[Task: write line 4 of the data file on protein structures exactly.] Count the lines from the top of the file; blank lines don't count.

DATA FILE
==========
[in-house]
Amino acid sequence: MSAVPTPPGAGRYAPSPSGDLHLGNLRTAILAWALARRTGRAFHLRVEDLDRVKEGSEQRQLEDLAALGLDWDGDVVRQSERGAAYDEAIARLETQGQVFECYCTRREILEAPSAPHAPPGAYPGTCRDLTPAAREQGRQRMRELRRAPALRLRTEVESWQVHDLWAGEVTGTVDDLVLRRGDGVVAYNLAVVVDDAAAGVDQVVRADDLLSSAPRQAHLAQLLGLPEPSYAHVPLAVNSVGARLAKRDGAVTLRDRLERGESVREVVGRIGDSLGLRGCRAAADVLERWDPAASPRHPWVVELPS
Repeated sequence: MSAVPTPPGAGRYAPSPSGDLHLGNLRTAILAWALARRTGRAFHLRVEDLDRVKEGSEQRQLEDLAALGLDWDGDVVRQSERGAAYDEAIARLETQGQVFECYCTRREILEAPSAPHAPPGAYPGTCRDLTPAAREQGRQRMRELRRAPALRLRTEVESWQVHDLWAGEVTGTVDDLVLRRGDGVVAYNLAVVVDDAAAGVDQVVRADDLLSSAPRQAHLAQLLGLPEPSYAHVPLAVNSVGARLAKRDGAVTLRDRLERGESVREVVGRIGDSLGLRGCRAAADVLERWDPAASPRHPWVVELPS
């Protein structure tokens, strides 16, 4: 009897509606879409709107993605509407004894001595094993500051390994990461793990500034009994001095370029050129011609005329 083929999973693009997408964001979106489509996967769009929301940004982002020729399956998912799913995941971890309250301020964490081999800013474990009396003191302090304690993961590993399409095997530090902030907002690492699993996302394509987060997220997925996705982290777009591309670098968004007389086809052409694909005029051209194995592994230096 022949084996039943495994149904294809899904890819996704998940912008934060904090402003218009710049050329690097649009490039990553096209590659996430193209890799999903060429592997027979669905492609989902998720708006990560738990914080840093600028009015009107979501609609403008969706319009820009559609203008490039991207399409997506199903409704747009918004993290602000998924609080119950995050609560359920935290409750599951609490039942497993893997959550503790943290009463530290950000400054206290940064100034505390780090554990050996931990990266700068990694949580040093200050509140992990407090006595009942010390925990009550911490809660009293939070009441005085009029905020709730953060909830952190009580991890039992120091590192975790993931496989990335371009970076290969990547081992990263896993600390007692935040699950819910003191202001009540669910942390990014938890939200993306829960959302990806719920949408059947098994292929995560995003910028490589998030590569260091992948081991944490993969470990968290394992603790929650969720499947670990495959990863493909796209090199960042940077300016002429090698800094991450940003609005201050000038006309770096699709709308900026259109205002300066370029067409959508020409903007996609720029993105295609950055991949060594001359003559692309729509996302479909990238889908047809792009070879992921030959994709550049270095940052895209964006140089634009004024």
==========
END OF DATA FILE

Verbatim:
């Protein structure tokens, strides 16, 4: 009897509606879409709107993605509407004894001595094993500051390994990461793990500034009994001095370029050129011609005329 083929999973693009997408964001979106489509996967769009929301940004982002020729399956998912799913995941971890309250301020964490081999800013474990009396003191302090304690993961590993399409095997530090902030907002690492699993996302394509987060997220997925996705982290777009591309670098968004007389086809052409694909005029051209194995592994230096 022949084996039943495994149904294809899904890819996704998940912008934060904090402003218009710049050329690097649009490039990553096209590659996430193209890799999903060429592997027979669905492609989902998720708006990560738990914080840093600028009015009107979501609609403008969706319009820009559609203008490039991207399409997506199903409704747009918004993290602000998924609080119950995050609560359920935290409750599951609490039942497993893997959550503790943290009463530290950000400054206290940064100034505390780090554990050996931990990266700068990694949580040093200050509140992990407090006595009942010390925990009550911490809660009293939070009441005085009029905020709730953060909830952190009580991890039992120091590192975790993931496989990335371009970076290969990547081992990263896993600390007692935040699950819910003191202001009540669910942390990014938890939200993306829960959302990806719920949408059947098994292929995560995003910028490589998030590569260091992948081991944490993969470990968290394992603790929650969720499947670990495959990863493909796209090199960042940077300016002429090698800094991450940003609005201050000038006309770096699709709308900026259109205002300066370029067409959508020409903007996609720029993105295609950055991949060594001359003559692309729509996302479909990238889908047809792009070879992921030959994709550049270095940052895209964006140089634009004024």